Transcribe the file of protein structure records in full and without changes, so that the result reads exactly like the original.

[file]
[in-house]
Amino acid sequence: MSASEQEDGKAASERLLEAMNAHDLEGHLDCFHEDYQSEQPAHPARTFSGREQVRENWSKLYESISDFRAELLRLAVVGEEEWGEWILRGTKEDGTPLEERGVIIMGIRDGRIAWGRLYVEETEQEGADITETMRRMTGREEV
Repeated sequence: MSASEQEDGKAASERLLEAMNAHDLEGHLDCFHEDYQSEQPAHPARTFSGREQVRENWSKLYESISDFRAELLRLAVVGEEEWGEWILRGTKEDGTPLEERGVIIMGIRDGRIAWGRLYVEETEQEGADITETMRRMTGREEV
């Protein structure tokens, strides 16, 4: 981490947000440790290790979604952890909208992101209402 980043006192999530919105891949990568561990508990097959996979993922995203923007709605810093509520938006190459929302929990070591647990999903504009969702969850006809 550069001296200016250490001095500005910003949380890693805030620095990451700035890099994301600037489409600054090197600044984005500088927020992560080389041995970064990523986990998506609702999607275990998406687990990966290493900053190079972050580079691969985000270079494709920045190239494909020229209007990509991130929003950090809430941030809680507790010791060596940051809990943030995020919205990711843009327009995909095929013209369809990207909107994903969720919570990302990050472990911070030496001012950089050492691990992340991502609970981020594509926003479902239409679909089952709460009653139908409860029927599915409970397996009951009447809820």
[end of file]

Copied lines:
[in-house]
Amino acid sequence: MSASEQEDGKAASERLLEAMNAHDLEGHLDCFHEDYQSEQPAHPARTFSGREQVRENWSKLYESISDFRAELLRLAVVGEEEWGEWILRGTKEDGTPLEERGVIIMGIRDGRIAWGRLYVEETEQEGADITETMRRMTGREEV
Repeated sequence: MSASEQEDGKAASERLLEAMNAHDLEGHLDCFHEDYQSEQPAHPARTFSGREQVRENWSKLYESISDFRAELLRLAVVGEEEWGEWILRGTKEDGTPLEERGVIIMGIRDGRIAWGRLYVEETEQEGADITETMRRMTGREEV
């Protein structure tokens, strides 16, 4: 981490947000440790290790979604952890909208992101209402 980043006192999530919105891949990568561990508990097959996979993922995203923007709605810093509520938006190459929302929990070591647990999903504009969702969850006809 550069001296200016250490001095500005910003949380890693805030620095990451700035890099994301600037489409600054090197600044984005500088927020992560080389041995970064990523986990998506609702999607275990998406687990990966290493900053190079972050580079691969985000270079494709920045190239494909020229209007990509991130929003950090809430941030809680507790010791060596940051809990943030995020919205990711843009327009995909095929013209369809990207909107994903969720919570990302990050472990911070030496001012950089050492691990992340991502609970981020594509926003479902239409679909089952709460009653139908409860029927599915409970397996009951009447809820």